A political battle is brewing in Annapolis after a joint committee in the House of Delegates voted to send the Civil Marriage Protection Act of 2012 to the full chamber on Tuesday. Gov. Martin O’Malley (D) has pushed for a compromise bill which would make Maryland only the eigth state to approve same sex marriage in the nation.
“Today’s vote on the Civil Marriage Protection Act is a significant step forward for the passage of this bill in Maryland,” O’Malley said. “Together, we will continue our work to ensure that our State protects religious freedom and provides equal protection under the law for all Marylanders.”
Earlier this week, Washington Governor Christine Gregoire (D) signed a same sex marriage bill in to law in her state, making Washington State the seventh state to approve same sex marriage. The State of Massachusetts was the first state to legalize same sex marriage after the Massachusetts Supreme Court ruled that the state constitution requires same sex marriage be permitted despite the opposition of then Governor (and current Republican Presidential front-runner) Mitt Romney.
The proposal that is headed before the Maryland General Assembly would legalize same sex marriage but it would not require religious institutions to recognize the marriages.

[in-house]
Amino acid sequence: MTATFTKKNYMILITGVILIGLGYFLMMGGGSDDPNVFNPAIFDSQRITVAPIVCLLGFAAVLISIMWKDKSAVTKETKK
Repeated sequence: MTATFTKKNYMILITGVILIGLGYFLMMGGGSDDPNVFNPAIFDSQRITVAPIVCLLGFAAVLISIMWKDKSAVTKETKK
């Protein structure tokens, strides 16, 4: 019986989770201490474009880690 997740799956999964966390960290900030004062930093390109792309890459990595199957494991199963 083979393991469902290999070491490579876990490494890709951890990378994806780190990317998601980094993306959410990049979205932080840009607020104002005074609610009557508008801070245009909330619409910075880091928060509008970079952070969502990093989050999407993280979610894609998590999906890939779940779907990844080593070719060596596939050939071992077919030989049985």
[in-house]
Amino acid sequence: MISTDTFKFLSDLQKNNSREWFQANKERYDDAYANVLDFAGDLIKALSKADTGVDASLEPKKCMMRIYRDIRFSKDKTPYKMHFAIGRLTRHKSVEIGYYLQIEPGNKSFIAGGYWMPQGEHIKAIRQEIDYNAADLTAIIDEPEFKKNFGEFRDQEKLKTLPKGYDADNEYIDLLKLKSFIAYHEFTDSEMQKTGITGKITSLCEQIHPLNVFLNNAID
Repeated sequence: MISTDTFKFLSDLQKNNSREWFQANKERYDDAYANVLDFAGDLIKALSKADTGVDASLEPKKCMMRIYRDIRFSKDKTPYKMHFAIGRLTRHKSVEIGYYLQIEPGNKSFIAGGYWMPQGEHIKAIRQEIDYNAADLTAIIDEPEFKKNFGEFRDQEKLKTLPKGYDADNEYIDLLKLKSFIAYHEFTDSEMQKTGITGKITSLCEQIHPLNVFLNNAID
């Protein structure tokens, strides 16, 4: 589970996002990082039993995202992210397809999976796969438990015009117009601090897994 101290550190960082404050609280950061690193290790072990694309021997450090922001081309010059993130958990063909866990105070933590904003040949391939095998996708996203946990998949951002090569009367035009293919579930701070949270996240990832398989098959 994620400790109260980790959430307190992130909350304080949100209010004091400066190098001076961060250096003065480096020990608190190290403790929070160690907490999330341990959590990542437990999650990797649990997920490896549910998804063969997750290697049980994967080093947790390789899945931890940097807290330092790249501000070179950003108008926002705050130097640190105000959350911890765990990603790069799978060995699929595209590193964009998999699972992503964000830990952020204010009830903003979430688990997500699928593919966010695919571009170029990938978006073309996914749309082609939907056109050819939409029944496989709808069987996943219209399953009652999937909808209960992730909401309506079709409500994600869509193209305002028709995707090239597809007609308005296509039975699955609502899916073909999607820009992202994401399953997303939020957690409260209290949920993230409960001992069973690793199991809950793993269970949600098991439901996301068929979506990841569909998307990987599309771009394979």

“It is not right or just that the children of gay couples should have lesser protections than the children of other families in our State,” O’Malley said in his State of the State address earlier this month. “Nor would it be right to force religious institutions to conduct marriages that conflict with their own religious beliefs and teachings.
“In Maryland, we already recognize civil marriages performed in other states and just over our border in the District of Columbia. It is time to join with clergy, faith-based organizations, civil rights organizations, community leaders, and individuals across our State to pass a civil marriage law that protects religious freedom and civil marriage rights equally.”
The most likely scenario is that a same sex marriage amendment would be put before the voters in a referendum. Supporters of the push for same sex marriage feel that a same sex marriage bans violate the 14th Amendment to the United States Constitution, while opponents feel legalizing same sex marriage is a moral issue that violates the sanctity of marriage. Opponents also feel that requiring marriage be between people of opposite genders is not discrimination and does not violate the Constitution.